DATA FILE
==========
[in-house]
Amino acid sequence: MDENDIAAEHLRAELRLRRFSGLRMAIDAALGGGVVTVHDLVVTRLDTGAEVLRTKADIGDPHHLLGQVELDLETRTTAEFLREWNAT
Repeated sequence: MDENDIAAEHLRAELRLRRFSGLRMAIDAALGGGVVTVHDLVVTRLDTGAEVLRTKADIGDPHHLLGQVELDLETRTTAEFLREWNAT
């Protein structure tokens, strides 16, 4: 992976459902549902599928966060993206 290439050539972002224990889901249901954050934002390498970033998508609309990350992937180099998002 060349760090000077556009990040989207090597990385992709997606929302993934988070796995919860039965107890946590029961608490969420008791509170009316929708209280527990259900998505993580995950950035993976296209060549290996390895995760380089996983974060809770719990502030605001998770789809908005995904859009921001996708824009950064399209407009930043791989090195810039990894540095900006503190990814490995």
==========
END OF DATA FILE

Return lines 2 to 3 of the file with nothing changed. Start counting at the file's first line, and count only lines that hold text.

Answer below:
Amino acid sequence: MDENDIAAEHLRAELRLRRFSGLRMAIDAALGGGVVTVHDLVVTRLDTGAEVLRTKADIGDPHHLLGQVELDLETRTTAEFLREWNAT
Repeated sequence: MDENDIAAEHLRAELRLRRFSGLRMAIDAALGGGVVTVHDLVVTRLDTGAEVLRTKADIGDPHHLLGQVELDLETRTTAEFLREWNAT